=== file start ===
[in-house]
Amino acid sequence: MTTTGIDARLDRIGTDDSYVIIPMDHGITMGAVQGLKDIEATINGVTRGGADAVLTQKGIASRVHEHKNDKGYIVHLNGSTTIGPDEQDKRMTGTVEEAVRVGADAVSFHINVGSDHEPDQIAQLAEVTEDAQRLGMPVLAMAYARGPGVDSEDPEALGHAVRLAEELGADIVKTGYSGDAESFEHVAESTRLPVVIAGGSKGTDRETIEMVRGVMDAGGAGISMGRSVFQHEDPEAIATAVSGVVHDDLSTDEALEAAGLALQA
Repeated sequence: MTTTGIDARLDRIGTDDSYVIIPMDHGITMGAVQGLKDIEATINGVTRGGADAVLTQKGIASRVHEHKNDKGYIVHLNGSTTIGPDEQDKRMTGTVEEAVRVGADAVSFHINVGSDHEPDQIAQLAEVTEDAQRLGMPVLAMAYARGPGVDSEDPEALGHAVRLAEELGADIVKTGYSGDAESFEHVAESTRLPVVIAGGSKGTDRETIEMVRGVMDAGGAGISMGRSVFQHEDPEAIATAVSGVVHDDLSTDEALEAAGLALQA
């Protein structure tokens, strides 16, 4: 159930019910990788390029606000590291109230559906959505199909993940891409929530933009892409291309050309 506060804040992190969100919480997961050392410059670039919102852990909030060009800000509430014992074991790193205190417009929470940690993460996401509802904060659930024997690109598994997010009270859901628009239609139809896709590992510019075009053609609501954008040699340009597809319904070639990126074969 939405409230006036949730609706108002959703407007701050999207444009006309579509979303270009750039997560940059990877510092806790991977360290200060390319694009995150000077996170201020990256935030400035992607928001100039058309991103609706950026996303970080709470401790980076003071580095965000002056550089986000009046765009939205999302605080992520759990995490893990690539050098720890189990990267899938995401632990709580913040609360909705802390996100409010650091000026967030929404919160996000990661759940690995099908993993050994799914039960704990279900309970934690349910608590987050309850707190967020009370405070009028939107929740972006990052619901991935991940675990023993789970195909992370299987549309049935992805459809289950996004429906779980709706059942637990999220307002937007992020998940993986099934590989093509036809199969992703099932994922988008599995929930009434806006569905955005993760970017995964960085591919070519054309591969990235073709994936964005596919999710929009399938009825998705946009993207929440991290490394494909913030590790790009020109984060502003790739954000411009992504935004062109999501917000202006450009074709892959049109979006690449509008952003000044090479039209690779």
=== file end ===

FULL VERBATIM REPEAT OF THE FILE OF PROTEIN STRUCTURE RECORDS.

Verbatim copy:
[in-house]
Amino acid sequence: MTTTGIDARLDRIGTDDSYVIIPMDHGITMGAVQGLKDIEATINGVTRGGADAVLTQKGIASRVHEHKNDKGYIVHLNGSTTIGPDEQDKRMTGTVEEAVRVGADAVSFHINVGSDHEPDQIAQLAEVTEDAQRLGMPVLAMAYARGPGVDSEDPEALGHAVRLAEELGADIVKTGYSGDAESFEHVAESTRLPVVIAGGSKGTDRETIEMVRGVMDAGGAGISMGRSVFQHEDPEAIATAVSGVVHDDLSTDEALEAAGLALQA
Repeated sequence: MTTTGIDARLDRIGTDDSYVIIPMDHGITMGAVQGLKDIEATINGVTRGGADAVLTQKGIASRVHEHKNDKGYIVHLNGSTTIGPDEQDKRMTGTVEEAVRVGADAVSFHINVGSDHEPDQIAQLAEVTEDAQRLGMPVLAMAYARGPGVDSEDPEALGHAVRLAEELGADIVKTGYSGDAESFEHVAESTRLPVVIAGGSKGTDRETIEMVRGVMDAGGAGISMGRSVFQHEDPEAIATAVSGVVHDDLSTDEALEAAGLALQA
């Protein structure tokens, strides 16, 4: 159930019910990788390029606000590291109230559906959505199909993940891409929530933009892409291309050309 506060804040992190969100919480997961050392410059670039919102852990909030060009800000509430014992074991790193205190417009929470940690993460996401509802904060659930024997690109598994997010009270859901628009239609139809896709590992510019075009053609609501954008040699340009597809319904070639990126074969 939405409230006036949730609706108002959703407007701050999207444009006309579509979303270009750039997560940059990877510092806790991977360290200060390319694009995150000077996170201020990256935030400035992607928001100039058309991103609706950026996303970080709470401790980076003071580095965000002056550089986000009046765009939205999302605080992520759990995490893990690539050098720890189990990267899938995401632990709580913040609360909705802390996100409010650091000026967030929404919160996000990661759940690995099908993993050994799914039960704990279900309970934690349910608590987050309850707190967020009370405070009028939107929740972006990052619901991935991940675990023993789970195909992370299987549309049935992805459809289950996004429906779980709706059942637990999220307002937007992020998940993986099934590989093509036809199969992703099932994922988008599995929930009434806006569905955005993760970017995964960085591919070519054309591969990235073709994936964005596919999710929009399938009825998705946009993207929440991290490394494909913030590790790009020109984060502003790739954000411009992504935004062109999501917000202006450009074709892959049109979006690449509008952003000044090479039209690779």